Timely memories of apartheid


Timely memories of apartheid

My Black Heart — Memories of Apartheid
Performed by Barbara Abrahams
Directed by Coral Haddock
Produced by John L. Simpson
Belvoir Street Theatre, Sydney, until April 12
Reviewed by Norm Dixon

Some may dismiss My Black Heart as simply the expression of middle class white South African guilt. This misses the point.

The play is a window into the changing mind of white South Africa — a complex web of guilt, fear, uncertainty and hope. It is a window that reveals that many whites, despite the psychological trauma it will provoke, can be, and are being won over to the side of the liberation struggle (there are currently 50,000 white members of the African National Congress).

Johannesburg-born Barbara Abrahams left South Africa in 1982, when she was 17 years old. She uses her own and other white writers' material to delve into the memories of her childhood in apartheid South Africa and attempt to explain the white South African psyche: how it is possible to proudly proclaim themselves South African, to truly love the country and yet know nothing of its reality; how fear is instilled in white children from their earliest years as they are warned that the black "nanny" who seems to love and protect them will also be the one to murder them in their beds when the revolution comes.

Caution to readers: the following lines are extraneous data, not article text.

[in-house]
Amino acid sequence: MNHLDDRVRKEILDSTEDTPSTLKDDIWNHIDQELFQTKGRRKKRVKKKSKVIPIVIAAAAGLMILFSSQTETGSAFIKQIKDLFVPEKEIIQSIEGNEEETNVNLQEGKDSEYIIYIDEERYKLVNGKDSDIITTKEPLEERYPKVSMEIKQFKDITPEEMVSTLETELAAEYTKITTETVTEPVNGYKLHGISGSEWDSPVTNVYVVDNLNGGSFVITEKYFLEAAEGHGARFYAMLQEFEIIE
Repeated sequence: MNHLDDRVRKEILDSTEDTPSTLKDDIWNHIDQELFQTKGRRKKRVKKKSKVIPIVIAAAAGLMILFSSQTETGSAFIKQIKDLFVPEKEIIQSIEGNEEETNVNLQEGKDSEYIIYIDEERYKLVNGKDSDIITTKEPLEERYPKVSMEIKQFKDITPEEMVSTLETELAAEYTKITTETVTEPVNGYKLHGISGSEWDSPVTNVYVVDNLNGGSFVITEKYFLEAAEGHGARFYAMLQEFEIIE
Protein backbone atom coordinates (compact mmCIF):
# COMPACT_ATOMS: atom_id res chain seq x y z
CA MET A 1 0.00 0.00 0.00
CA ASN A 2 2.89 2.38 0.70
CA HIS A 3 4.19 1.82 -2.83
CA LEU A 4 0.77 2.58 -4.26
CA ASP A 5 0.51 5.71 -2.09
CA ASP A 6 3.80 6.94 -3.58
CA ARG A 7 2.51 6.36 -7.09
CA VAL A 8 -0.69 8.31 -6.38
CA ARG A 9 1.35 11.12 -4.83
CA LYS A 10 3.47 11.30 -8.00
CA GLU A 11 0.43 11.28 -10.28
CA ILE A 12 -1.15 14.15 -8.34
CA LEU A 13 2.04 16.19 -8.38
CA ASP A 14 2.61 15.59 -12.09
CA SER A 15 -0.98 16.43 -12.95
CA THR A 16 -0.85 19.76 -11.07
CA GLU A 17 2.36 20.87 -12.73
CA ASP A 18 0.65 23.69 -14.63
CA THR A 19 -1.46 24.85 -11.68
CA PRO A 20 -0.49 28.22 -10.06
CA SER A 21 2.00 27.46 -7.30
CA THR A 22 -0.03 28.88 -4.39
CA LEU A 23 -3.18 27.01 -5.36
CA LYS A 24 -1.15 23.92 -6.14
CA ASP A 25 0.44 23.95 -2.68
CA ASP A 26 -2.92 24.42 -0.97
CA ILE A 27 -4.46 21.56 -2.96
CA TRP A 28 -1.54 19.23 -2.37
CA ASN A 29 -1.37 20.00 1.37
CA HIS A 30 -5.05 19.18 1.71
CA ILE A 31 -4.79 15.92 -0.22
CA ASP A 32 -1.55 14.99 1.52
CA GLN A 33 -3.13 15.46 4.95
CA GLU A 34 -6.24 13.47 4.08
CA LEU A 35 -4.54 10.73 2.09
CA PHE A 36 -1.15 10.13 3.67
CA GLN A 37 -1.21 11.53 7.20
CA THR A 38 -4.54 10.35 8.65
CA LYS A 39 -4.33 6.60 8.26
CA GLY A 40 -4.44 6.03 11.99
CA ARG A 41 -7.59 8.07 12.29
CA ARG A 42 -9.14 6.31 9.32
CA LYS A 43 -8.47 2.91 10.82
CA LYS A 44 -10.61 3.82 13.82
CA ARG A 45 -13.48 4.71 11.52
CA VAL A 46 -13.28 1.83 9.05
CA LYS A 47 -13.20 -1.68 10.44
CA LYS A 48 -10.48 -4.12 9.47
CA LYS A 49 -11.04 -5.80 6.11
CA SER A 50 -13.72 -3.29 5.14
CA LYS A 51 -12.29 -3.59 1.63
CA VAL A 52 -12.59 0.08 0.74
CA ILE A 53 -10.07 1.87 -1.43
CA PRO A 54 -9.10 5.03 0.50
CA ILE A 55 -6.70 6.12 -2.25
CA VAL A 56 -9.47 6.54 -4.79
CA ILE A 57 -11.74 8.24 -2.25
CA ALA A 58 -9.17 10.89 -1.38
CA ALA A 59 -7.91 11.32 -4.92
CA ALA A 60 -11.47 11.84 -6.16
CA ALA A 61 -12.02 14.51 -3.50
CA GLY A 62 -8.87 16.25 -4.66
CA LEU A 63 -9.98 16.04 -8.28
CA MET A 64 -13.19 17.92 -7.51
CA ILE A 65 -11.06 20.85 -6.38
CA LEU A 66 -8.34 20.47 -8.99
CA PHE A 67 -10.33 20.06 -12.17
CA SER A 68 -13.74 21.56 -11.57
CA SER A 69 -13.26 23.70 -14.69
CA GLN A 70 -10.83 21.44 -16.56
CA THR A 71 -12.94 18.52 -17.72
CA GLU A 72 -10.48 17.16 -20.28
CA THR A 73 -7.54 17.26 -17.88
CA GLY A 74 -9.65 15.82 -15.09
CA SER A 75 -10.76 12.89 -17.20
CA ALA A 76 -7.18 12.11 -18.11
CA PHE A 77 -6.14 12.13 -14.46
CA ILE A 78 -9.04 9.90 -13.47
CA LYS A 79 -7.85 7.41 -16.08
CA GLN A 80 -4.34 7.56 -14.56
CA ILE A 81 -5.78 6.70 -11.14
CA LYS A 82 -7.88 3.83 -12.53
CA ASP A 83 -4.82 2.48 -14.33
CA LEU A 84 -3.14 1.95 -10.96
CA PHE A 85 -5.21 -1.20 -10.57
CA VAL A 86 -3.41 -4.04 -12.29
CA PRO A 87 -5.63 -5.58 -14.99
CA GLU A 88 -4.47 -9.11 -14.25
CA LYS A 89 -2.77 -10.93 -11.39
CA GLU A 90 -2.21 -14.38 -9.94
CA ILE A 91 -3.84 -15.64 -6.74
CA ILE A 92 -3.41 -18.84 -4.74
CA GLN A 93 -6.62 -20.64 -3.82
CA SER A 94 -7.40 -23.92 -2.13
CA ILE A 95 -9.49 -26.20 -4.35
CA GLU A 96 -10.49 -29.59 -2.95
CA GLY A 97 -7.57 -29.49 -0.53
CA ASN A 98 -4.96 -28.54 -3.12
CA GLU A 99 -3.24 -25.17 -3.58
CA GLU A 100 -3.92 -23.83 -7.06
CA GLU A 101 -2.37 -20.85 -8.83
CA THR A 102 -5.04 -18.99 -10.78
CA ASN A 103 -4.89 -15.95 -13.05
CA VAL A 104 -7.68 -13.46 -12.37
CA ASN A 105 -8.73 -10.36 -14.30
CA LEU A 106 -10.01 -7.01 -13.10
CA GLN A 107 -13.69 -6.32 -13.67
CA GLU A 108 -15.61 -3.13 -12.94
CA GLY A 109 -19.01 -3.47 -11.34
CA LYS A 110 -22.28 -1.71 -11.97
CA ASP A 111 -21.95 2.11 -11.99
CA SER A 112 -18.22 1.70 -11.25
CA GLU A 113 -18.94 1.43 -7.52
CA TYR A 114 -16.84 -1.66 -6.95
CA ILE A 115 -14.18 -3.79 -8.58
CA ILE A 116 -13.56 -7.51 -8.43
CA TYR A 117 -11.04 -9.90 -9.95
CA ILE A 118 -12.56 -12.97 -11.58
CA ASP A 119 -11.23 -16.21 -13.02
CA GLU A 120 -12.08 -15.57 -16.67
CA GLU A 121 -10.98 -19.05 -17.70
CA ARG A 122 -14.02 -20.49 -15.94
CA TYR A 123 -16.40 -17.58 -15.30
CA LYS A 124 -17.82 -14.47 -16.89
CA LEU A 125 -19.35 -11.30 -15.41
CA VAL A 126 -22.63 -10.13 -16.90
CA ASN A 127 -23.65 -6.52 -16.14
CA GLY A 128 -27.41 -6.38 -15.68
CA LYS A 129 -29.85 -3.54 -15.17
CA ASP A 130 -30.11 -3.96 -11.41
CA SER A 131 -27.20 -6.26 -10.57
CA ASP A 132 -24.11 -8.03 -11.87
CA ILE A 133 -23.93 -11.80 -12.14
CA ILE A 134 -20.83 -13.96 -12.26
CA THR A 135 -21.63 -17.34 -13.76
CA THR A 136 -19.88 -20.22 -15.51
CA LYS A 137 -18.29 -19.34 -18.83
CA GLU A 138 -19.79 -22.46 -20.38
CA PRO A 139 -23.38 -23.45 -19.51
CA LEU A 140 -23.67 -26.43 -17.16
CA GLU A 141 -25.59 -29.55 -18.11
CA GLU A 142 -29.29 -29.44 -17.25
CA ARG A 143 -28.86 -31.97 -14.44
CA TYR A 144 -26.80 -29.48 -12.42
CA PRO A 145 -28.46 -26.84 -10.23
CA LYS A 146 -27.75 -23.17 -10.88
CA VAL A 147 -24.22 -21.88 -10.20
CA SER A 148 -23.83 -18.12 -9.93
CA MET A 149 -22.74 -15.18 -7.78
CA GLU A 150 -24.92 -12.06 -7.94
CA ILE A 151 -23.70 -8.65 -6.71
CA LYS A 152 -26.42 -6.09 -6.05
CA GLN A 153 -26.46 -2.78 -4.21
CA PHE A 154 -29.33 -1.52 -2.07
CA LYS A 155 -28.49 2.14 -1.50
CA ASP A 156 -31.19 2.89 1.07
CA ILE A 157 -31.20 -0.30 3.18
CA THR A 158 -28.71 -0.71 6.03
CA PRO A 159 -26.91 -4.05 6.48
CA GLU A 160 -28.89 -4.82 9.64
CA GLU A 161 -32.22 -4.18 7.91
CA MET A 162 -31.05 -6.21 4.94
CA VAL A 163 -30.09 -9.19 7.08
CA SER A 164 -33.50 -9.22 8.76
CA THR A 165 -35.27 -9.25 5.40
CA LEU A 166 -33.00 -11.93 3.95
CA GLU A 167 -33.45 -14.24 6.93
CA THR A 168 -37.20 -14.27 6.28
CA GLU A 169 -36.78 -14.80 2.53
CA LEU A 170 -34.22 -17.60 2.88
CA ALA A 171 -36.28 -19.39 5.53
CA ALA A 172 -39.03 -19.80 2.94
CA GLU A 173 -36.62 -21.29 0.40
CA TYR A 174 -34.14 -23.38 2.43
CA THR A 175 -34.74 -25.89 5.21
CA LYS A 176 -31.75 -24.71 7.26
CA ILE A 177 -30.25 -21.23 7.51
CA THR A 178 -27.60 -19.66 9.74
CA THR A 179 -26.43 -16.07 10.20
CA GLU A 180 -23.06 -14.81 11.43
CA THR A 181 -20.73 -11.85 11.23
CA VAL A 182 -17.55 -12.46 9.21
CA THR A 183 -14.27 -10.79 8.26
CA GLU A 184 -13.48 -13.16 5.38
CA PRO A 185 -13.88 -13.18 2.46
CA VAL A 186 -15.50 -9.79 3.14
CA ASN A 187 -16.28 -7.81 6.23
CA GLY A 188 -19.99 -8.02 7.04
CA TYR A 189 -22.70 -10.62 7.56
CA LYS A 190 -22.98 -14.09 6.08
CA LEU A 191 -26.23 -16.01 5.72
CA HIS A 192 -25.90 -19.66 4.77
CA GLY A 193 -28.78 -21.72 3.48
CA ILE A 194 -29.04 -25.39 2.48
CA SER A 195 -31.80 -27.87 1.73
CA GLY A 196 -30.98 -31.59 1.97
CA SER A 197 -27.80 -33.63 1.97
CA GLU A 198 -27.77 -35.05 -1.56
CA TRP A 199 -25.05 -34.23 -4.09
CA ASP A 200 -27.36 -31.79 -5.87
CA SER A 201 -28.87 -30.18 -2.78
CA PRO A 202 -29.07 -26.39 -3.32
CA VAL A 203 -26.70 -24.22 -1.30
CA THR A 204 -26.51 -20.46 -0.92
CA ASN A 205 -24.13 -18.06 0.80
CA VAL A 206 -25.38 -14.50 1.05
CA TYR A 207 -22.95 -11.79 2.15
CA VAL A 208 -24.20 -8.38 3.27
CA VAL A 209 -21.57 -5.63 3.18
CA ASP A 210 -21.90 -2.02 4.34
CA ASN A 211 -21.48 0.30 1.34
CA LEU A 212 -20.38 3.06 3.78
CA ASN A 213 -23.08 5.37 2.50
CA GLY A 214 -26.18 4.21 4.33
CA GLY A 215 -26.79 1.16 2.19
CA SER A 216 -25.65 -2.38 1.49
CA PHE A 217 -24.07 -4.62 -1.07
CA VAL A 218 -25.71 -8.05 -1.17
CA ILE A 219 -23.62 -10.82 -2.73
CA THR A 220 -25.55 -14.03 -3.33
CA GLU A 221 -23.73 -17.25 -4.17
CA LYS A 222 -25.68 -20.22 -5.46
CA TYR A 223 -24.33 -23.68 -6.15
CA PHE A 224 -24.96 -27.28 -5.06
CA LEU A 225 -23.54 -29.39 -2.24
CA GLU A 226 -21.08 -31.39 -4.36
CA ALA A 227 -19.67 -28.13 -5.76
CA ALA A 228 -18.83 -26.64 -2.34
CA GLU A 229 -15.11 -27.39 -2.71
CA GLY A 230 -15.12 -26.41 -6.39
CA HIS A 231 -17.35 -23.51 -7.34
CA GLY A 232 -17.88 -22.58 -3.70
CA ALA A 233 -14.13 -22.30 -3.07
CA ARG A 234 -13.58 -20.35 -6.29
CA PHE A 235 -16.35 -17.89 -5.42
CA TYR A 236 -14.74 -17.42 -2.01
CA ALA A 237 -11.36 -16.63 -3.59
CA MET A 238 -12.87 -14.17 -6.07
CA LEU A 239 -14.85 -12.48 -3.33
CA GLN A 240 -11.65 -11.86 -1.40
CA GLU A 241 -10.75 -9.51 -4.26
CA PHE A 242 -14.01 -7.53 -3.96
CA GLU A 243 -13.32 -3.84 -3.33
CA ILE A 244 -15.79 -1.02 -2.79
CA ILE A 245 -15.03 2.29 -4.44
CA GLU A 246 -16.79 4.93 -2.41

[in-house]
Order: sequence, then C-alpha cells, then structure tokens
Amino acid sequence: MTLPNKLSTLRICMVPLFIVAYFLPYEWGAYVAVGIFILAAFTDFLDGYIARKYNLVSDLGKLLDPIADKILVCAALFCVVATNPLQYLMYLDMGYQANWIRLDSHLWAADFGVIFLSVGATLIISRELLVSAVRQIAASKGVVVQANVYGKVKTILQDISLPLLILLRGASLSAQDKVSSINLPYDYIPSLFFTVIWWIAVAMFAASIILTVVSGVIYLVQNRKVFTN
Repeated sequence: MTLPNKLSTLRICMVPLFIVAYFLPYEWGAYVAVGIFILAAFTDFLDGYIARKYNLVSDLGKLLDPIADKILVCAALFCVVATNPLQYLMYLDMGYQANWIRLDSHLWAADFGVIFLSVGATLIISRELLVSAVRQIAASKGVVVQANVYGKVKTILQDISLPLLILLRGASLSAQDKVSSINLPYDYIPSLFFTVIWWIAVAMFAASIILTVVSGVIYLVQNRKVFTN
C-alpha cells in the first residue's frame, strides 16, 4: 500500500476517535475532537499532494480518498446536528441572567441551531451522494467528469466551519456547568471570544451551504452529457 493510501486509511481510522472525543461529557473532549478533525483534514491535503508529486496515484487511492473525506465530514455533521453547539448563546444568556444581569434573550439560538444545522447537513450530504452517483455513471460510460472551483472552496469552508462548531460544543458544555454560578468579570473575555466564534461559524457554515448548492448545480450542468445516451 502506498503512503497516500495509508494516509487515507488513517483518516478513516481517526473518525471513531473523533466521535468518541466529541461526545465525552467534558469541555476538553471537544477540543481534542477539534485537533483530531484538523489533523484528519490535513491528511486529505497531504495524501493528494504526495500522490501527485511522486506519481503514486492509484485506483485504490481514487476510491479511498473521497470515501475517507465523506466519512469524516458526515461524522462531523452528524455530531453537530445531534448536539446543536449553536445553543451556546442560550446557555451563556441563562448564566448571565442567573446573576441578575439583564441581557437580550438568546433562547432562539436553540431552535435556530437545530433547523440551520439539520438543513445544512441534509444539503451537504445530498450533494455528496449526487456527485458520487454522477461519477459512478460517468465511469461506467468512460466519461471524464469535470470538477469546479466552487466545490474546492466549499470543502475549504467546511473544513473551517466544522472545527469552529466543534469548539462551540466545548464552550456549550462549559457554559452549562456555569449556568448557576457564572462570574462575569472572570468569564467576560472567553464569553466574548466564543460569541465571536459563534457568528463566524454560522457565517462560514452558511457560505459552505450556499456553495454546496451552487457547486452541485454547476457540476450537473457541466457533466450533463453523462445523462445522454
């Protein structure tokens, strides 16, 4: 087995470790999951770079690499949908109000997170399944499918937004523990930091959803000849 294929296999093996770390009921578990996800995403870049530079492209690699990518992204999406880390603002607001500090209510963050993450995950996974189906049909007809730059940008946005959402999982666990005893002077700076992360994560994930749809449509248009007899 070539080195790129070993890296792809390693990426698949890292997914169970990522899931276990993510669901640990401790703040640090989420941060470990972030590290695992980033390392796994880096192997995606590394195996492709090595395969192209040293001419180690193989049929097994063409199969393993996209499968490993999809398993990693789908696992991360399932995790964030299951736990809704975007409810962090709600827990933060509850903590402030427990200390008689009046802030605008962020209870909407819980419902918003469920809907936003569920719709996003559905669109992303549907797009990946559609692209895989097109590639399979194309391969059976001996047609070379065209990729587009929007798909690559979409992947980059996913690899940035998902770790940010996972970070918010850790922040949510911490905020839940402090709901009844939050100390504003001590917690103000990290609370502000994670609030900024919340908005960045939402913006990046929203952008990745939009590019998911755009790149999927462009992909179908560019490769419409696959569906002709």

Since the late '80s there has been a steady flow of literature by white South Africans, often driven by guilt and painfully angst-ridden, examining the history and impact of apartheid. All too often this writing reflects the conundrum of whites who cannot morally support the inhumanity of apartheid but find themselves overwhelmed with fear at the consequences of its elimination.

But My Black Heart is not fearful of democracy in South Africa. She acts out her personal reminiscences and also the writings of other South Africans such as Essop Patel, Sipho Sepamia, Alan Paton and many others. They are writings that express the many aspects of South Africa — fear, rebellion, demoralisation, humour and hope — and the belief that South Africans, black and white, can build a non-racial democracy permeates.

The overwhelming vote by white South Africans to continue the process of negotiations with the black majority for a transition to democracy makes this ambitious one-person play especially timely.